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Reptiles are Highly Emotional, Contrary to Their Cold Reputation

Reptiles have a reputation as cold, emotionless creatures. Experts say countering this myth could help protect them from habitat loss.

By Lily Carey
Apr 8, 2024 3:00 PM
Green lizard on branch, green lizard sunbathing on branch, green lizard climb on wood, Jubata lizard
(Credit: Kurit afshen/Shutterstock)


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When you hear the words “reptilian” or “cold-blooded”, the first thing that comes to might be a miserly politician or an uncaring boss — in other words, probably not an actual crocodile or lizard. That’s because for decades, reptiles have been characterized as cold, unfeeling, and even primitive creatures.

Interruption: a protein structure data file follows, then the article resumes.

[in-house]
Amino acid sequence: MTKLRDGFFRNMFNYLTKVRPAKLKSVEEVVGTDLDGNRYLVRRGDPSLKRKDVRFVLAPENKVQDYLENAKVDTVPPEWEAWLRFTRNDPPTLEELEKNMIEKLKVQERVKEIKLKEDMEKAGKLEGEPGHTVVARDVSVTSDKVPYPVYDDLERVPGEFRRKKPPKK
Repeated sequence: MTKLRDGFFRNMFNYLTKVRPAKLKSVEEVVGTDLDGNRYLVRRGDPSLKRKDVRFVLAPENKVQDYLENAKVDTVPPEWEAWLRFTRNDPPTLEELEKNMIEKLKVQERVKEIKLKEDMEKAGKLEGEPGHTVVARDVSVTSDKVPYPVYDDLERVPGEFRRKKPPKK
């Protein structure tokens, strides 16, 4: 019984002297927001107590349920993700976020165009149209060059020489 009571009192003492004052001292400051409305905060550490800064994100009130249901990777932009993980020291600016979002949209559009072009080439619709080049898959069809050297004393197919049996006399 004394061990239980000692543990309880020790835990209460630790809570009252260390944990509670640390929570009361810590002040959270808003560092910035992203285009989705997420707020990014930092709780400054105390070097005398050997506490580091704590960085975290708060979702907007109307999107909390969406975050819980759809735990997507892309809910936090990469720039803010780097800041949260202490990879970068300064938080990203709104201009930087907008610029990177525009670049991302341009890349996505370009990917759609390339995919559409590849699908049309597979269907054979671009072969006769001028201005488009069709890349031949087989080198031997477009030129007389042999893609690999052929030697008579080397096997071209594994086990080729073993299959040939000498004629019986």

But scientists agree that reptiles aren’t emotionless — they’re misunderstood. Extensive research has shown that reptiles experience a wide range of emotions, and that they’re highly socially complex animals. 

Yet despite a wealth of evidence demonstrating reptiles’ emotional capacity, they’ve retained a reputation for being as cold-blooded emotionally as they are internally. These misconceptions can lead to a lack of awareness for reptiles’ needs in captivity and in the wild, advocates say.  

“They don't follow the same sort of rules that birds or mammals follow, and so we understand them a lot less,” says conservationist JJ Apodaca, executive director of the Amphibian and Reptile Conservancy. “That just leads to us often leaving them out of important policy or conservation efforts.”